Monday, May 25, 2009

North Korea's City-Busting Nuke, a New Missile, and Diplomacy

North Korea is an impoverished, mountainous country with a possibly-crazy dictator, missiles that could reach several other countries, and - most likely - nuclear bombs. If North Korea doesn't have atomic warheads now, there's every reason to believe that the country's leaders will soon.

'Obviously,' it's the fault of America.

"As the international community condemned North Korea's nuclear test and missile launch on Monday, analysts said the tests signaled Pyongyang's growing disillusionment over the U.S. refusal to conduct bilateral talks...." (LAT)

"...disillusionment over the U.S. refusal to conduct bilateral talks...." Not "disappointment," note: "disillusionment." Perhaps the Los Angeles Times writer intended only the literal meaning of "disillusionment:" "freeing from false belief or illusions." (Princeton's WordNet) I think it's at least as likely that the emotional connotations of "disillusionment" were intended, as well: as in chagrin or letdown. (

Particularly 'letdown,' since that can imply that North Korea has been let down, betrayed, by America.

Which, from one point of view, is accurate. North Korea's leadership wants to be treated just like the big countries: China, India, France, places like that. Just one problem. North Korea isn't just like China, India, or France.

The Los Angeles Times article's "bilateral talks" refers to Kim Jong Il's preference to avoid six-way talks about North Korea's nuclear weapons program. These talks involved:
  • The People's Republic of China
  • The Democratic People's Republic of Korea (North Korea)
  • Japan
  • The Republic of Korea (South Korea)
  • The Russian Federation
  • The United States of America
I think I understand why Kim Jong Il and company would prefer "bilateral talks" with just the United States. That would give North Korea status, as a country that can demand one-on-one negotiation with America.

Then, when Kim Jong Il's government decided it was tired of following whatever agreement was reached, it would be the fault of America - the only other party to the agreement.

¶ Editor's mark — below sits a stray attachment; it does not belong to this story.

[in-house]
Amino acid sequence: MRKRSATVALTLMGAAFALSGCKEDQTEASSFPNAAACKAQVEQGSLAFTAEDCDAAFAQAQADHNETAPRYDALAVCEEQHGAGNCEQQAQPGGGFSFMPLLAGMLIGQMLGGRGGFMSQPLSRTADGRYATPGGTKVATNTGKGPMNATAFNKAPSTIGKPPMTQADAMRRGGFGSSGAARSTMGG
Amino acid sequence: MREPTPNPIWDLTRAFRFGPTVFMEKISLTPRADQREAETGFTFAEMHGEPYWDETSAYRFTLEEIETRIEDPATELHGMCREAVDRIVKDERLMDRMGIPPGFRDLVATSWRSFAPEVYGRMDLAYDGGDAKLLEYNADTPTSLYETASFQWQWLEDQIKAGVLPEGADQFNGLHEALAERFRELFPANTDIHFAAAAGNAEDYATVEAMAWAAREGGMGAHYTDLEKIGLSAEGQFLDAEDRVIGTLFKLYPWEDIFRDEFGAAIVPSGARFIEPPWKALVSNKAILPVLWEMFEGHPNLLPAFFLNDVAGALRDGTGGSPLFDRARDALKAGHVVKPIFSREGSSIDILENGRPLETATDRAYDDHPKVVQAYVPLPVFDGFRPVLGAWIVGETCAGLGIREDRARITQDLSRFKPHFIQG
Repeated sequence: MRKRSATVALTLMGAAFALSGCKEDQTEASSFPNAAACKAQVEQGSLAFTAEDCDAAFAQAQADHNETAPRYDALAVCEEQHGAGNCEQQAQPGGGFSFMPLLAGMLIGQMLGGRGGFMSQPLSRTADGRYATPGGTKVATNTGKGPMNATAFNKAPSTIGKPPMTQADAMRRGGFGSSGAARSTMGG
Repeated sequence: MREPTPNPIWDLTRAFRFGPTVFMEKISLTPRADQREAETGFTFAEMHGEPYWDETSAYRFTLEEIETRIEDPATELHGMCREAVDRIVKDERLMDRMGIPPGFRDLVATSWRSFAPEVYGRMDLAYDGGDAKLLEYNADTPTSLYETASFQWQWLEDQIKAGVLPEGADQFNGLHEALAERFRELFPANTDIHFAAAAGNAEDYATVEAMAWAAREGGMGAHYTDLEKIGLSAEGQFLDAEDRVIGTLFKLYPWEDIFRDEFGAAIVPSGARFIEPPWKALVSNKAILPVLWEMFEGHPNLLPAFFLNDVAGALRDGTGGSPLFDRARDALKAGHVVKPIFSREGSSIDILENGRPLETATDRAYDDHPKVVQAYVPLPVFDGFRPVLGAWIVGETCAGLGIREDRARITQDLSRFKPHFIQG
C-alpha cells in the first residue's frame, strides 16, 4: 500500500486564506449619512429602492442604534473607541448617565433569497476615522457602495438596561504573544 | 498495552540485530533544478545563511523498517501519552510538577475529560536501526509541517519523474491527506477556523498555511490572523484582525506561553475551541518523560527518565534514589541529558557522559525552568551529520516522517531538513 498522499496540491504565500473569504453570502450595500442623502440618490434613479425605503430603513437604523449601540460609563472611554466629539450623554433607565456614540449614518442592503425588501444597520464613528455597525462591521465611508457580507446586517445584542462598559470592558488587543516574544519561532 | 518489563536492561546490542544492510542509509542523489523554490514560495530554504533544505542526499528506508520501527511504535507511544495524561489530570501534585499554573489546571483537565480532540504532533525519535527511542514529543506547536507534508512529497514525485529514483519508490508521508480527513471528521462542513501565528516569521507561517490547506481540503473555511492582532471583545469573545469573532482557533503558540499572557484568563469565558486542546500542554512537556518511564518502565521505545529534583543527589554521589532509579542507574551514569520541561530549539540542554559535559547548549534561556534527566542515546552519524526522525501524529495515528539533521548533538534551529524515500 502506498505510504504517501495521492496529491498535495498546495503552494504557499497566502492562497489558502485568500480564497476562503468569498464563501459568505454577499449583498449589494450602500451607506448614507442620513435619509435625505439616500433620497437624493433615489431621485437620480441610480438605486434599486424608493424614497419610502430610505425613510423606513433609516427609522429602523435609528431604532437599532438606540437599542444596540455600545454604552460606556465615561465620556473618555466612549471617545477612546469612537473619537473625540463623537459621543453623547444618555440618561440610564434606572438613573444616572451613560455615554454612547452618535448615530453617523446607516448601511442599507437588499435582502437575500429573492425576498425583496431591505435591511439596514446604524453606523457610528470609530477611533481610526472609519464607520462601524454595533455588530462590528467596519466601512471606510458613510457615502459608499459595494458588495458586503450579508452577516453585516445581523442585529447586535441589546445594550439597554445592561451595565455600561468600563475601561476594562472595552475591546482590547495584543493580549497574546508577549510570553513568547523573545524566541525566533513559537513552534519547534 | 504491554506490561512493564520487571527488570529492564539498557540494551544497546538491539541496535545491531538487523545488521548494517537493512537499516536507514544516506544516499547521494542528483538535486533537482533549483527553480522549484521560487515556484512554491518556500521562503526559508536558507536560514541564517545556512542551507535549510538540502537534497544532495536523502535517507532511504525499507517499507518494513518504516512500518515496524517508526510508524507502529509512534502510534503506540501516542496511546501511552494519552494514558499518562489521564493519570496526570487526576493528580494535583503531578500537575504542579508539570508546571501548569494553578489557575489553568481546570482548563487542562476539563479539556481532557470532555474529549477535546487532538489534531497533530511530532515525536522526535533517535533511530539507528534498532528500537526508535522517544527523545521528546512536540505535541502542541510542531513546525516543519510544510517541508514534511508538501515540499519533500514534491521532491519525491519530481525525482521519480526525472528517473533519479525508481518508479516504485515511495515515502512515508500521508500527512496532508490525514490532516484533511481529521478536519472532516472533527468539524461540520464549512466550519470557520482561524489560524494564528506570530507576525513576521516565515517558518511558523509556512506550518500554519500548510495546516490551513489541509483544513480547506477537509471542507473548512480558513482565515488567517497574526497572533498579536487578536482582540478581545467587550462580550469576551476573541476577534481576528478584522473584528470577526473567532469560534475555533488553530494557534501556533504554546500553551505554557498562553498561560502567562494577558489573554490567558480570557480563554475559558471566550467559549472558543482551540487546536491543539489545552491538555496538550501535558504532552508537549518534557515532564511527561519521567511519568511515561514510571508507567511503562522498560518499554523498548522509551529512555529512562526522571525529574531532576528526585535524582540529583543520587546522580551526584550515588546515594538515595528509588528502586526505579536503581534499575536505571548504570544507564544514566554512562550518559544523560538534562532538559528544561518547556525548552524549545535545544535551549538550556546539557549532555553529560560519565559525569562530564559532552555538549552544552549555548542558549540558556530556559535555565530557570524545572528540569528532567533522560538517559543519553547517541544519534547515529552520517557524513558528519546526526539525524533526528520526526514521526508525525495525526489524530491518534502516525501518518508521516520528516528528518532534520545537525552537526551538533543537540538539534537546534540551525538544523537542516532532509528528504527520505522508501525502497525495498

A big plus that I see to the six-way talks is that it involves countries which are at least as concerned about a nuclear North Korea as America is: Much of Japan and China's population is within range of North Korean nukes, for example, and the Russian Federation has a valuable port city, Vladivostok, that's at risk.

I hope that North Korea is using its nuclear bombs as diplomatic bargaining chips. Because their chips are getting bigger. North Korea's first nuclear bomb had a modest one kiloton yield. The latest one seems to have been a ten kiloton bomb. By comparison, the one used over Hiroshima was a 22 kiloton bomb.

What the current administration will do is anybody's guess, but at least President Barack "Obama called Pyongyang's actions 'a matter of grave concern to all nations.' " (CNN)

And, keeping things interesting, North Korea seems to have tested a new missile today. It's called the Musudan-Ri missile, and could carry a nuclear weapon. It's got a range of up to 2,500 miles. Among other places, it could hit Guam. (FOXNews)

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Note! Although I believe that these websites and blogs are useful resources for understanding the War on Terror, I do not necessarily agree with their opinions. 1 1 Given a recent misunderstanding of the phrase "useful resources," a clarification: I do not limit my reading to resources which support my views, or even to those which appear to be accurate. Reading opinions contrary to what I believed has been very useful at times: sometimes verifying my previous assumptions, sometimes encouraging me to change them.

Even resources which, in my opinion, are simply inaccurate are sometimes useful: these can give valuable insights into why some people or groups believe what they do.

In short, It is my opinion that some of the resources in this blogroll are neither accurate, nor unbiased. I do, however, believe that they are useful in understanding the War on Terror, the many versions of Islam, terrorism, and related topics.